Thursday 31 December 2015

Challenges transform into Opportunity

Dr R A Mashelkar says  "When we are challenged and denied a technology, we perform." He elucidates it with :

We are, again, a peculiar country. When we are challenged and denied a technology, we perform. Let us remind ourselves about how India reacted to the denial of the supercomputers in the late eighties. Cray XMP-1205 was something that we needed for weather forecasting. It was not available for a variety of reasons – one need not go into the details. But Indian scientists were challenged. They met the challenge by using massively parallel processing computing technology to create a supercomputer. In less than three years that C-DAC was given, and within less than $ 10 million that C-DAC was allocated, the PARAM supercomputer was delivered. I remember reading the Washington Post, which said: "Angry India does it". Our problem seems to be that we are not permanently angry!

What would we really require for transforming India? Now here is the issue. People consider India as a 'land of ideas' but the USA as a 'land of opportunities'. That is why our young people with aspirations go to the USA, which provides them an opportunity to reach their own potential. I read some statistics the other day that 2 per cent of Indians, i.e. non-resident Indians, who work in those lands of opportunity outside, generate an economic output which is almost the same as India's economic output, which 98 per cent of us generate from within India. Our challenge is to make India a land of opportunity. That again requires a positivism and a faith in ourselves.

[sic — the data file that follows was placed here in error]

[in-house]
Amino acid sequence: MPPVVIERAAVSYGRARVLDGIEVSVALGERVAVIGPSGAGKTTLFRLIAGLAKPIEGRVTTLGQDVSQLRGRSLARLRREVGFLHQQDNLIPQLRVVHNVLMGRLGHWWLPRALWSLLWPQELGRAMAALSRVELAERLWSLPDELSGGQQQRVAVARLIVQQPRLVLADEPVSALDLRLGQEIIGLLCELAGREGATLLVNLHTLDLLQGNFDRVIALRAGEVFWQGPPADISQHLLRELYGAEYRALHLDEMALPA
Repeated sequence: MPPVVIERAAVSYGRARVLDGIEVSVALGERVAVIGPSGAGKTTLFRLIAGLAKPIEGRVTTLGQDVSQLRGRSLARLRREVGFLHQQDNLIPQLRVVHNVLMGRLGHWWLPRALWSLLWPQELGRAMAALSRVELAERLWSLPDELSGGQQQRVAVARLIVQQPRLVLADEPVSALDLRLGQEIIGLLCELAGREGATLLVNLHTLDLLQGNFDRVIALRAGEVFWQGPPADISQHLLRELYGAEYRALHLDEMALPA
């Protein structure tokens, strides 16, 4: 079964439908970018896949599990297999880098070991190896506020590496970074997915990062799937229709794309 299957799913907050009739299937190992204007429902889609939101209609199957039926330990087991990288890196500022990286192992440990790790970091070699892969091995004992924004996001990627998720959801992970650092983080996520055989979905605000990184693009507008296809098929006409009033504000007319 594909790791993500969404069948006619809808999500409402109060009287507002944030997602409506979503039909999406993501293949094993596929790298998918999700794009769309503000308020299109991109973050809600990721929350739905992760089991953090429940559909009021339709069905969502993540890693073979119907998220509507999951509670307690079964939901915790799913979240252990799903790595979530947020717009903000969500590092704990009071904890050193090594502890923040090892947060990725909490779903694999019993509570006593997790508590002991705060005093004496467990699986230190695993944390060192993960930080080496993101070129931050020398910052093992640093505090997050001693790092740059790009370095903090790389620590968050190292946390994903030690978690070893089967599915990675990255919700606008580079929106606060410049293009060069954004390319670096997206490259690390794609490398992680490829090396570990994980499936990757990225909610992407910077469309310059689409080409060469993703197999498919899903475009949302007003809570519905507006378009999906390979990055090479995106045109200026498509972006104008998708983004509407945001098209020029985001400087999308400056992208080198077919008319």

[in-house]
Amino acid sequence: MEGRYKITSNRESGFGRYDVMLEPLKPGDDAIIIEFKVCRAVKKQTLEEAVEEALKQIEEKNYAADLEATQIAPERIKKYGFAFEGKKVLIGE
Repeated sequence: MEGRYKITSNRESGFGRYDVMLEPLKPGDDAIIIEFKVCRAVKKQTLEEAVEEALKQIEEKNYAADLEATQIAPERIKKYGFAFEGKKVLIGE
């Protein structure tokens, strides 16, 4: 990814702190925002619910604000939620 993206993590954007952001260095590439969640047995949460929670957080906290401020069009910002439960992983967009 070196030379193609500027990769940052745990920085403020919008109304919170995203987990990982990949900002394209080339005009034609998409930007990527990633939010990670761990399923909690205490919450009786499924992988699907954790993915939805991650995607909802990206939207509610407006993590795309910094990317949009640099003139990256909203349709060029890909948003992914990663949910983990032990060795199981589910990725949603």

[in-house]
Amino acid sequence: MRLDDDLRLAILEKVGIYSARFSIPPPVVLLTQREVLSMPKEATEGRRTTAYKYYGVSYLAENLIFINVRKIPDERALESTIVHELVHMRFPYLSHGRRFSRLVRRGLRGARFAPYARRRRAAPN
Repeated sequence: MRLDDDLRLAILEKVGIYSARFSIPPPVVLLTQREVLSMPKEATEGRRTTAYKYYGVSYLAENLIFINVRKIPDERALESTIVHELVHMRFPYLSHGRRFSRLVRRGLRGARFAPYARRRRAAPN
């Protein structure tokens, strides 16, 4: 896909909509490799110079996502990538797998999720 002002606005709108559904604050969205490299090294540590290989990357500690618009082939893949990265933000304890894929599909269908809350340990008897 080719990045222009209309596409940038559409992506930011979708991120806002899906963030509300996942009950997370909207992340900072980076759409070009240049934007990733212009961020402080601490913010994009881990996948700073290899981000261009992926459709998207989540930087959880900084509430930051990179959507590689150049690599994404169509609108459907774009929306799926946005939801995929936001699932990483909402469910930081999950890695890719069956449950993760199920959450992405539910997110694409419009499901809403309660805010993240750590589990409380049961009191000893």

As I said, Indian talent will reign supreme in the twenty-first century. But it is not Indian talent alone that the world would be seeking, it will also be seeking the Indian way of life. With sharp demographic imbalances, the aged population in the western world would increase phenomenally. This will mean that the social security demands will increase. It is estimated that in some nations, this may be as much as 20 to 30 per cent of their GDP. Someone said recently to me that the only way to deal with these problems is by emulating India, namely, by adopting its joint family system. As you know, our joint families give a value of belonging and sharing that is almost epic in scope. That model is what the rest of the world is seeking. The world wants to go back to nature, back to yoga, back to Ayurveda, back to spiritualism. It is all "an Indian way of life".

The main theme of my life is to take the message of Sanatana Dharma to every home and pave the way for launching, in a big way, the man-making programme preached and envisaged by great seers like Swami Vivekananda. - Mananeeya Eknathji

विवेकानन्द केन्द्र कन्याकुमारी (Vivekananda Kendra Kanyakumari)
Vivekananda Rock Memorial & Vivekananda Kendra :
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